The Korea Herald


Constitutional Court opens way for launch of police bureau

By Son Ji-hyoung

Published : Dec. 22, 2022 - 17:43

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Police officers stand in front of a police line at a mourning altar for Itaewon crown crush victims in Seoul, Thursday. (Yonhap) Police officers stand in front of a police line at a mourning altar for Itaewon crown crush victims in Seoul, Thursday. (Yonhap)

South Korea's Constitutional Court on Thursday ruled in favor of the launch of the police bureau, backing the Yoon Suk-yeol administration’s moves to regain control of the police.

As soon as Yoon took office, he moved to create the unit so the police would fall under government control, after the police took over most of the right to investigate by Yoon’s predecessor and the opposition-led Assembly.

The National Police Commission filed the complaint on Sept. 30. The litigation was one of the last-ditch efforts by opponents to keep the police bureau at bay by taking legal actions.

A unanimous ruling by the nine-member Constitutional Court indicated that the National Police Commission -- a top policymaking body superior to the National Police Agency before the launch of the police bureau -- is not eligible to lodge complaints for the "dispute in competence," which in Korea could be adjudicated by the Constitutional Court.

"The NPC was established based on a law proposed by the parliament, so does its existence and the extent of powers and responsibilities," read the ruling. There were no hearing proceedings.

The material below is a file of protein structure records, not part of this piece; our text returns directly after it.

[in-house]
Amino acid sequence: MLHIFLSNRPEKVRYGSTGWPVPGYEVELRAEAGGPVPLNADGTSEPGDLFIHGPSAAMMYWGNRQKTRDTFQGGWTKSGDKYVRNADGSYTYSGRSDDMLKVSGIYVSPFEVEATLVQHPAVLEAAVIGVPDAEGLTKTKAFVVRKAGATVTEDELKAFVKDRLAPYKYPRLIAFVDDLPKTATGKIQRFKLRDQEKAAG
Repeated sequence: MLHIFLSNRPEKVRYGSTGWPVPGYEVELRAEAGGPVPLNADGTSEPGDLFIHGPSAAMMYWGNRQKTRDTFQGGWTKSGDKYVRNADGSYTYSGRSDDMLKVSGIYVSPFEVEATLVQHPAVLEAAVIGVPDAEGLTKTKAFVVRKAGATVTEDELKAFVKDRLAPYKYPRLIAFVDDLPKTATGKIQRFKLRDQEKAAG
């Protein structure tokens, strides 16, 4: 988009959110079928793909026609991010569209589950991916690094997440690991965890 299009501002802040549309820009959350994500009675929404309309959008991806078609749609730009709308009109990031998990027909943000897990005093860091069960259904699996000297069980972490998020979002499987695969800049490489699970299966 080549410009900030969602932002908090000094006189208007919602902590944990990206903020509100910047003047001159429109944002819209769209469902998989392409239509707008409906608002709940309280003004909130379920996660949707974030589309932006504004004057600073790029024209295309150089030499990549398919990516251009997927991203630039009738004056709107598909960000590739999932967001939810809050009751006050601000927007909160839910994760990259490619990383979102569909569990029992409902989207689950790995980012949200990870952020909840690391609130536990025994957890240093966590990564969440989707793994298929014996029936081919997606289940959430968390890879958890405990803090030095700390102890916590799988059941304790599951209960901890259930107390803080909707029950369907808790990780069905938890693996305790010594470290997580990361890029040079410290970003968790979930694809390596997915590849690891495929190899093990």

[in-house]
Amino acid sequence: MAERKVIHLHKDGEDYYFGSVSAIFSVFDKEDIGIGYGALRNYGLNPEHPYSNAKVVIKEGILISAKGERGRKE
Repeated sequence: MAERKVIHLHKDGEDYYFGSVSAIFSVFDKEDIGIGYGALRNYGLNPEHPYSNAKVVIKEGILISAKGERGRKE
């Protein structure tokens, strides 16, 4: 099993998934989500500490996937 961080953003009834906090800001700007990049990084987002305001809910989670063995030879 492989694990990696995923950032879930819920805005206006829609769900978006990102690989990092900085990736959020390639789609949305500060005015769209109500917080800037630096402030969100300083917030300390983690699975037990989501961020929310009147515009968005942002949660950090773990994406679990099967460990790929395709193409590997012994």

"The NPC cannot be construed as a state body on the foundation of the Constitution. ... Those eligible to file for a dispute in competence shall be limited to those that were established on the basis of the Constitution, and the NPC does not qualify for an entity that can file for the complaint."

The Interior Ministry welcomed the court ruling, stressing the legitimacy of the police bureau under the presidential decrees, and of a new rule for the Interior Minstry to command the police officers under the Government Organization Act.

"(The Interior Ministry) hereby calls for the NPC's responsible actions, and expect the unnecessary controversies over the new police bureau and the ministry's rule of command to die down," the ministry said in a statement.

The ruling came as the Constitutional Court dismissed the complaints by the NPC against Interior Minister Lee Sang-min. The NPC claimed that Lee's attempt to control the chief of the National Policy Agency is against the Constitution, and that the state decision without a review or consent by the commission must be nullified.

Lee has argued that the government decision to set up the rule for command does not require a review or approval by the NPC.

The police reshuffle plan, which came into effect on Aug. 2, acknowledges the interior minister’s authority -- via the controversial police bureau -- to approve the policymaking process of the police and be informed of the policy direction and budget, as well as the power of senior-level appointments in the police agency.

Also under the reshuffle, the 16-member police bureau, under the Ministry of Interior and Safety, effectively took the place of the seven-member advisory panel NPC.

Such a police reshuffle came after the law was revised on May 3 to transfer the prosecution's remaining investigative power to the police.

Controversies over the new police bureau had also persisted in parliament. The size of the budget for the new police bureau was one of the points of bipartisan contention over the 2023 national budget plan. But lawmakers on Thursday announced a provisional bipartisan agreement on the budget bill.

This came shortly after National Assembly Speaker Kim Jin-pyo said he would pass the budget bill regardless of whether the ruling People Power Party and the main opposition Democratic Party of Korea reached a compromise.